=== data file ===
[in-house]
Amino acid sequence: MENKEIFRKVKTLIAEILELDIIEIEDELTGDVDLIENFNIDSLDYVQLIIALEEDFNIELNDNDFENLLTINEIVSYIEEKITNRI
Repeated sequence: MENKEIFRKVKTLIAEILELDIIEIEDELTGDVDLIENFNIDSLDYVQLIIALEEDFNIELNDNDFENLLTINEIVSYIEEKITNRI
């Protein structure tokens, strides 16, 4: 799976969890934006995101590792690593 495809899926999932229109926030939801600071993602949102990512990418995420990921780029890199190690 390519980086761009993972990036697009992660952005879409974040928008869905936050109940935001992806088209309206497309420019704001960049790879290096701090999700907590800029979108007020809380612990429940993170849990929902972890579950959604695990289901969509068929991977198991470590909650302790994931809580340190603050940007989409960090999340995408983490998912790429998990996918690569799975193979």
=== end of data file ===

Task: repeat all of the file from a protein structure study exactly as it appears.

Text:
[in-house]
Amino acid sequence: MENKEIFRKVKTLIAEILELDIIEIEDELTGDVDLIENFNIDSLDYVQLIIALEEDFNIELNDNDFENLLTINEIVSYIEEKITNRI
Repeated sequence: MENKEIFRKVKTLIAEILELDIIEIEDELTGDVDLIENFNIDSLDYVQLIIALEEDFNIELNDNDFENLLTINEIVSYIEEKITNRI
């Protein structure tokens, strides 16, 4: 799976969890934006995101590792690593 495809899926999932229109926030939801600071993602949102990512990418995420990921780029890199190690 390519980086761009993972990036697009992660952005879409974040928008869905936050109940935001992806088209309206497309420019704001960049790879290096701090999700907590800029979108007020809380612990429940993170849990929902972890579950959604695990289901969509068929991977198991470590909650302790994931809580340190603050940007989409960090999340995408983490998912790429998990996918690569799975193979």